• Latte from nearby Lost Sock Roasters, a popular coffee shop in nearby Takoma that also sells empanadas.
  • Local beer at Hellbender Brewing Company, a brewery with a taproom open Wednesday through Sunday with food trucks and a weekly Thursday trivia night. There’s a mural by Jay Hudson on its side.

Do:

See:

Shepherd Park

Named after the former governor of then-Territory of D.C., Shepherd Park has emerged into one of the city’s most diverse neighborhoods after having restrictive covenants. Today, it’s an area with homes in every architecture style, an art gallery inside an old house, and restored call boxes.

Eat:

  • Dumplings (“momo”) from Moh Moh Licious, a top-rated Nepali restaurant with ten different kinds of dumplings.
  • Injera from Nahom Injera and Grocery, an Ethiopian shop that makes fresh injera.
  • Jerk chicken from nearby Reggae Vibes, a popular Jamaican restaurant inside a shack painted with the colors of Jamacia’s flag.

Drink:

Do:

See:

  • 1930s architecture at the Shepherd Apartments, a garden complex built in 1936.
  • Ceremonial marker placed by the Garden Club between 1932 and 1933 in honor of George Washington’s bicentennial birthday in front of Morris Miller Wines & Liquors, which often has tastings inside.
  • Cherry Blossom sculpture by Sandra Perez-Ramos at nearby Fern Street NW and 13th Place NW.
  • Contemporary fine art at Zenith Gallery, a 1978 gallery inside a 1927 house open Wednesday through Saturday from 12 p.m. to 6 p.m.  There’s a sculpture garden in the front yard.
  • Dinasaur skeleton sculpture in a front yard along Alaska Avenue NW near Dahlia Street NW. There’s also a community bench at a bus stop nearby.
  • Restored callbox painted gold with “Shepherd Park” etched into it at the corner of 14th Street NW and Holly Street NW.
  • Sign honoring the 16th Street World War I Tree Memorial at 7000 Alaska Avenue NW. A few of the plaques near the maple trees can be found in the neighborhood honoring citizens of D.C. who lost their lives during World War I.

Sixteenth Street Heights

Developed in the early 20th century once the streetcar connected to downtown, the neighborhood is one of the most diverse areas in D.C. Mainly residential, there are dozens of churches and places to worship in Sixteenth Street Heights.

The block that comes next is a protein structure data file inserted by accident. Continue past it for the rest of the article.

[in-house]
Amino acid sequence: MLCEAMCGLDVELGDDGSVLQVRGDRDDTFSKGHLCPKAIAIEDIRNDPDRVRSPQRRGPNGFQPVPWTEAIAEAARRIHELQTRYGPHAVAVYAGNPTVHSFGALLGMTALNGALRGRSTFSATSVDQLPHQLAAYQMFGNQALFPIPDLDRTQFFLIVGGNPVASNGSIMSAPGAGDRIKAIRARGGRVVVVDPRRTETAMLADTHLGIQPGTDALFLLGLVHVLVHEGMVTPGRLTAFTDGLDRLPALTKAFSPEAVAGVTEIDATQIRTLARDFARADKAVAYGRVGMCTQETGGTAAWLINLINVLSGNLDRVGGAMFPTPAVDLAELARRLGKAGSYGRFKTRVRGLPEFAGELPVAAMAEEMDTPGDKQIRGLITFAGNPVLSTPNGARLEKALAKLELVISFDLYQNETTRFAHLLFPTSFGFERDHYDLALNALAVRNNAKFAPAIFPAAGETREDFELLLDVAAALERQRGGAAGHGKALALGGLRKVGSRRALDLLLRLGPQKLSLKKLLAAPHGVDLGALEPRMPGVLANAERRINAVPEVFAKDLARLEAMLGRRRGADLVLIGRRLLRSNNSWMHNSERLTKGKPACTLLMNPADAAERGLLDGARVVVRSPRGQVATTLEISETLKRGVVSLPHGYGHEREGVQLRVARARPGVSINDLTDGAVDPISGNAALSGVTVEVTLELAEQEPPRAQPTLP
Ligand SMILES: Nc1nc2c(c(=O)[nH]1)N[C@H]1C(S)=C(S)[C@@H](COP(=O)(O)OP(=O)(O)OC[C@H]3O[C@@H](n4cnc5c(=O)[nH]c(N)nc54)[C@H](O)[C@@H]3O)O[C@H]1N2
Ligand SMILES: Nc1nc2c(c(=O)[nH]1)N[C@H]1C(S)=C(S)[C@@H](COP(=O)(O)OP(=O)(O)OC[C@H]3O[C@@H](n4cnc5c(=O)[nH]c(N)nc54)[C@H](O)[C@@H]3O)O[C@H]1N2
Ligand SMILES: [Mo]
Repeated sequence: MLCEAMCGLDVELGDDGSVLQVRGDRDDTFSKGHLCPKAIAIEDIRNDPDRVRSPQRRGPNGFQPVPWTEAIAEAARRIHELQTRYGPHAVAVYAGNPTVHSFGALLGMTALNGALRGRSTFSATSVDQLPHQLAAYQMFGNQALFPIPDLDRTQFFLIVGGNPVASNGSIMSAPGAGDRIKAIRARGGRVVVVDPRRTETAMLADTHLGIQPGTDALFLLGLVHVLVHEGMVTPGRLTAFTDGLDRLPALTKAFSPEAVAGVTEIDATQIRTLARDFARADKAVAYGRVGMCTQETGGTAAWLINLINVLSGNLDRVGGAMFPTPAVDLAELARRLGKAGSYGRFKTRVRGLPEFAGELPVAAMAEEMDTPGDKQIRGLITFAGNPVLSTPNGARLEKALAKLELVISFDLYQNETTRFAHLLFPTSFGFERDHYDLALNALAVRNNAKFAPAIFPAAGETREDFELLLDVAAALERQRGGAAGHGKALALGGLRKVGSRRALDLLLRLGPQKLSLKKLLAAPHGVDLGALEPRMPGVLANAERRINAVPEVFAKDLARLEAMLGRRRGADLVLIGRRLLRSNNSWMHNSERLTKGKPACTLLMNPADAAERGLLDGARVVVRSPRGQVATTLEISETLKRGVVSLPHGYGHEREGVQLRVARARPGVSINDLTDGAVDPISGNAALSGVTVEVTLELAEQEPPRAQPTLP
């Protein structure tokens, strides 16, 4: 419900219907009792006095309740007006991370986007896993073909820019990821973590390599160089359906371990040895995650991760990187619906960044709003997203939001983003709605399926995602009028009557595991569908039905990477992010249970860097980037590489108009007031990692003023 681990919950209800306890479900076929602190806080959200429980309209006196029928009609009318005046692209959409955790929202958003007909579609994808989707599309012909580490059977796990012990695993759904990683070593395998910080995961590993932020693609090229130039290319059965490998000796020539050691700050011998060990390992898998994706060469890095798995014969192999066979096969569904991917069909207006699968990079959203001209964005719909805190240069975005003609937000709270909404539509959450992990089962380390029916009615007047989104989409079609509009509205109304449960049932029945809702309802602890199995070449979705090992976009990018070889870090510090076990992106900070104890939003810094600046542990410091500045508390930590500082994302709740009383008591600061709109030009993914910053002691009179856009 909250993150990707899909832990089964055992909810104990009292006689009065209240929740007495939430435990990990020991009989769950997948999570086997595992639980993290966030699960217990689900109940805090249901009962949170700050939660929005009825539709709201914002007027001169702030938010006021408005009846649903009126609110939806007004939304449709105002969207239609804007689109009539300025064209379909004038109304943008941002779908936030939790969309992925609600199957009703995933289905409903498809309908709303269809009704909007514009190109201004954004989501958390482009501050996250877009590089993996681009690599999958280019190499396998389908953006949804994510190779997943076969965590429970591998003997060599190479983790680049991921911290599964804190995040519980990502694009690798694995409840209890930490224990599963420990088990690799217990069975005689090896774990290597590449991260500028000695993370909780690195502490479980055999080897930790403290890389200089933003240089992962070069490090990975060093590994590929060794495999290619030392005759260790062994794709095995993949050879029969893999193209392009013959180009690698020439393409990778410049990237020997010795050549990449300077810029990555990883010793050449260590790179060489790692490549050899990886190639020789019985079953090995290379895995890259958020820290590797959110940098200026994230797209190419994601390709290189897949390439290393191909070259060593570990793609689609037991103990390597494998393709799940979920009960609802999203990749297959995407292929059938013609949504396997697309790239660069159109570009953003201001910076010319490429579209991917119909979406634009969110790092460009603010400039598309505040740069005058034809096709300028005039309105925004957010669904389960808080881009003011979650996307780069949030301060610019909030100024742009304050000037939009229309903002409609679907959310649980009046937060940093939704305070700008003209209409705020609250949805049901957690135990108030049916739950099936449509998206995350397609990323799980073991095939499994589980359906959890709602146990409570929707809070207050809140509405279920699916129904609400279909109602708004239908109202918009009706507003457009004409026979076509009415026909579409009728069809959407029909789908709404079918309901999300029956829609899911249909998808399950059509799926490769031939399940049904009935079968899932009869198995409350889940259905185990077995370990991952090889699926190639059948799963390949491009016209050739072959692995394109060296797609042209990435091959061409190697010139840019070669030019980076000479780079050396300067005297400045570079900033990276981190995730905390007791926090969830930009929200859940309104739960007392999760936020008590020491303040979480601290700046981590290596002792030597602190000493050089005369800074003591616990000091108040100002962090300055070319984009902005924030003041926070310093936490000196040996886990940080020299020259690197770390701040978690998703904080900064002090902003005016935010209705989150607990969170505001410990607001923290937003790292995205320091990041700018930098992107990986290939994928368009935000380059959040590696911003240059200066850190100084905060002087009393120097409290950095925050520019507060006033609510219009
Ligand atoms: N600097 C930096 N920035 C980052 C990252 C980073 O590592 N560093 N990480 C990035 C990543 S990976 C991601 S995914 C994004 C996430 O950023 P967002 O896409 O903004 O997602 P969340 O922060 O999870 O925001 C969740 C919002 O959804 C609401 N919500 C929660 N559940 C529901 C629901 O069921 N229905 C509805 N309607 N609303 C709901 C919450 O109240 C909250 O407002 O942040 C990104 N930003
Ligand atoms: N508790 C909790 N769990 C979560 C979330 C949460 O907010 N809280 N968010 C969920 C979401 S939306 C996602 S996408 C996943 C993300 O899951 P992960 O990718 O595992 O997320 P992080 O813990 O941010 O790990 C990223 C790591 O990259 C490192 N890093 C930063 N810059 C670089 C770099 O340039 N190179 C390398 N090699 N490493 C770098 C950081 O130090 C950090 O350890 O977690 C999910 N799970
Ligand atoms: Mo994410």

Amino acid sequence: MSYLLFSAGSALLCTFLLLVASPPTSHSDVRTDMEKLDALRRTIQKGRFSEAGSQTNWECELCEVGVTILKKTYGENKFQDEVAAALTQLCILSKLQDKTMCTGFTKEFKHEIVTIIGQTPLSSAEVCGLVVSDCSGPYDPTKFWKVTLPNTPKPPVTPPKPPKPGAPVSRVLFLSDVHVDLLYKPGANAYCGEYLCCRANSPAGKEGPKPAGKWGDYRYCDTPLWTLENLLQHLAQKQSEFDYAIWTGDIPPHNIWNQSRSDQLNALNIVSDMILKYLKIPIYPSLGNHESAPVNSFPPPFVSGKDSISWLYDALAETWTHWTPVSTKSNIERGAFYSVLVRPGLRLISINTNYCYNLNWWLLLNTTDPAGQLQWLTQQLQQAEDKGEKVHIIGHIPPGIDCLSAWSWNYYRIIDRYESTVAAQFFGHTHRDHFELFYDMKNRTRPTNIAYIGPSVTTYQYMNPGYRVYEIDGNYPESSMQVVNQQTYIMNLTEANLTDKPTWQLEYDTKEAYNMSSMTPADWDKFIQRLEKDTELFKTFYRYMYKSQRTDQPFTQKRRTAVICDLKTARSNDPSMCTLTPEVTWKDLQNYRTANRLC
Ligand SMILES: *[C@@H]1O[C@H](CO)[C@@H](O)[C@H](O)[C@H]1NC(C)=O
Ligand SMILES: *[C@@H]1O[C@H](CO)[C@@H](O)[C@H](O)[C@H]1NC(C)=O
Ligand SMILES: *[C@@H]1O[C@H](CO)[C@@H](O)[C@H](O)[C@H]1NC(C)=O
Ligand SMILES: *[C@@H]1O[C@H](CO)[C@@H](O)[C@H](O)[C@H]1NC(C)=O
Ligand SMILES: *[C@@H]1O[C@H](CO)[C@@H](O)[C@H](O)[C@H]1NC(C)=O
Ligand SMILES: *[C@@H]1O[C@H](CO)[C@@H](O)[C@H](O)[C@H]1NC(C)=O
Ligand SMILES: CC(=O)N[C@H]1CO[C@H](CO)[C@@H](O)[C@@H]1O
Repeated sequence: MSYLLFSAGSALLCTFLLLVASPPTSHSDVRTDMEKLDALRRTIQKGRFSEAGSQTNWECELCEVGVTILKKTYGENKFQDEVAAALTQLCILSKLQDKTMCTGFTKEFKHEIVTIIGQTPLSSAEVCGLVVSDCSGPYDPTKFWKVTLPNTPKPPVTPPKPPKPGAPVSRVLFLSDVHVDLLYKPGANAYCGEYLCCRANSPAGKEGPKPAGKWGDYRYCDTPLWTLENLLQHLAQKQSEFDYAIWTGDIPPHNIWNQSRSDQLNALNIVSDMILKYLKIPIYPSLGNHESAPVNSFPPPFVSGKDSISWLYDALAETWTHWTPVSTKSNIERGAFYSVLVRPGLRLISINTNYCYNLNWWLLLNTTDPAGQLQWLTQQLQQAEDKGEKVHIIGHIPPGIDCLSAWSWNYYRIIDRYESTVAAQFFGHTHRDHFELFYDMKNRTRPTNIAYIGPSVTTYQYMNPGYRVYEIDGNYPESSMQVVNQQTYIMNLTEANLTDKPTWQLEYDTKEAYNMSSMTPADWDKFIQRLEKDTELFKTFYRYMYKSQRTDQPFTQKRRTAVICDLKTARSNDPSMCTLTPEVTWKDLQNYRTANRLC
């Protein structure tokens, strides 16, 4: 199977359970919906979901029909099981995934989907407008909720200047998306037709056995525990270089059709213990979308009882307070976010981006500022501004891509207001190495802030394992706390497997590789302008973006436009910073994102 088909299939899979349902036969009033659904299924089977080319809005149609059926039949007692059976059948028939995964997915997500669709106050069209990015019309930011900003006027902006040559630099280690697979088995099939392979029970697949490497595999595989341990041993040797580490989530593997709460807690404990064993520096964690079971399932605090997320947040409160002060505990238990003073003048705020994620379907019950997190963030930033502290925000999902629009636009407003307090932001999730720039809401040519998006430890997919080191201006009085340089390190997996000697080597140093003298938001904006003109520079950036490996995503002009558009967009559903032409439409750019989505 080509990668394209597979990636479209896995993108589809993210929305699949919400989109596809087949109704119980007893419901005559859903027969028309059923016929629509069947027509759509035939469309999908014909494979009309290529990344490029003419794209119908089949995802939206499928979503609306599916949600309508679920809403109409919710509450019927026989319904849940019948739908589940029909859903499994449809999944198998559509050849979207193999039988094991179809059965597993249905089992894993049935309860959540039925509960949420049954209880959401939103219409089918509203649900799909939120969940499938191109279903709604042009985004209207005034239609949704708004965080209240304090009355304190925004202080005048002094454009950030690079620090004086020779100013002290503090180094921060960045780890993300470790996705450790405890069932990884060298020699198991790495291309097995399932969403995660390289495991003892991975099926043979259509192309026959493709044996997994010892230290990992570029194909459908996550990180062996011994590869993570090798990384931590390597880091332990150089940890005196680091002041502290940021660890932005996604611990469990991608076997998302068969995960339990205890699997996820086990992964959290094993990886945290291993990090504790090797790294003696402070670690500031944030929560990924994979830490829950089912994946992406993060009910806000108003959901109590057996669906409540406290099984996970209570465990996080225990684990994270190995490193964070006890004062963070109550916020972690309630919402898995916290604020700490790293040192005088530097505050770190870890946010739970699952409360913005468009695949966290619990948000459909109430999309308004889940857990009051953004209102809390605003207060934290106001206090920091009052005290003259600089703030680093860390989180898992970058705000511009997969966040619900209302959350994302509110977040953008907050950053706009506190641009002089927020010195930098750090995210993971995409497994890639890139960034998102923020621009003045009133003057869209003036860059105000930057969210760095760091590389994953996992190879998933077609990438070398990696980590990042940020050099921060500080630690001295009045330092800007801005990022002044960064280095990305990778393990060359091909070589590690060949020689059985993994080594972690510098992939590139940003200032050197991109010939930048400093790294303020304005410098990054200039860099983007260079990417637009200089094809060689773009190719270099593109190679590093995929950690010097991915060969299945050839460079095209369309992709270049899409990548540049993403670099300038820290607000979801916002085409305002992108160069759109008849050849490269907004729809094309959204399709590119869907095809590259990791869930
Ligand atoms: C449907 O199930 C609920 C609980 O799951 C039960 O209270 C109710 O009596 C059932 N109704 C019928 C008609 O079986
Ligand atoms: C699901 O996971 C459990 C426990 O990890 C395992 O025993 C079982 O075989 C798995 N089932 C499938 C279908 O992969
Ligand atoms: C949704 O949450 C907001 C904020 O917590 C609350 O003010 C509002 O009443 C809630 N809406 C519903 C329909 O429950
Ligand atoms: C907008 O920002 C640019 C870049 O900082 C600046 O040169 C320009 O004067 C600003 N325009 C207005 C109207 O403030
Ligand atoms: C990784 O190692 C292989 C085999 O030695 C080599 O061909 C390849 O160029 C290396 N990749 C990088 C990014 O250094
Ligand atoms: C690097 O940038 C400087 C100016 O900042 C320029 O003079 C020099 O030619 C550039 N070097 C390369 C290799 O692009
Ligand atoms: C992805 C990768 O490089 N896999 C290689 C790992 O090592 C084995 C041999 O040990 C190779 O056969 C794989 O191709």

Eat:

  • Baleadas (breakfast burritos) from Catrachitos Restaurant, a popular Honduran restaurant with murals on one of its sides.
  • Build-your-own platter at Hedzole, a Black woman-owned Ghanaian-American fast casual spot.
  • Carna asada sandwich at Simple Bar and Grill, a no-frills bar with regular events.
  • Chicken and waffles from The Highlands, a Black-owned cafe with two locations in the city.
  • Gyros from Athena Grill, a tiny Greek restaurant.
  • Tibs from Gueny’s Cafe & Market, an Ethiopian restaurant with friendly owners open every day from 7 a.m. to 5 p.m.

Drink:

  • Coffee from Gold Coast Cafe, a corner market with a cafe inside.
  • Cocktails, including a “Pumpkin Spice White Russian,” at Moreland’s Tavern, a popular neighborhood restaurant and bar.
  • Latte from Zeke’s Coffee-Uptown, the newest location of the Baltimore-born coffee roastery.
  • Sangria for $6 at Spanish restaurant Atxondo‘s happy hour Tuesday-Saturday from 3-5 p.m.

Do:

See:

Takoma

Rooted in activism, Takoma is an area with a coffee roaster in a 1924 theater, colorful Little Free Libraries, and hyper local restaurants.

Eat:

  • Fried fish at Horace and Dickies, a local seafood restaurant connected to the beloved original location on H Street N.E.
  • Injera from Nile Ethiopian Restaurant, a family‑owned restaurant with a market that opened on the Maryland border in 1996.
  • S’more cookies from Sticky Fingers Bakery, a woman-owned vegan bakery with gluten-free options.
  • Vegan donuts at Donut Run, a small shop open daily at 7 a.m. posting changing flavors on Instagram.

Drink:

  • Ethiopian coffee at Tomoka Coffee House, a small coffee shop inside a strip mall.
  • Pour over coffee at Lost Sock Roasters, a roastery inside a historic theater that also sells empanadas daily.
  • Smoothies from Turning Natural, a Black woman‑owned juice bar inside a 1924 theater.

Do:

See:

  • Art Deco architecture outside the Whittier Gardens, a condo complex built in 1928.
  • Art exhibits at Rhizome DC, a DIY art space inside a house that hosts events and workshops.
  • Ida B. Wells statue in front of Ida B. Wells Middle School honoring the journalist and civil rights activist.
  • “From A Model To A Rainbow” mural by Sam Gilliam outside the Takoma Metro.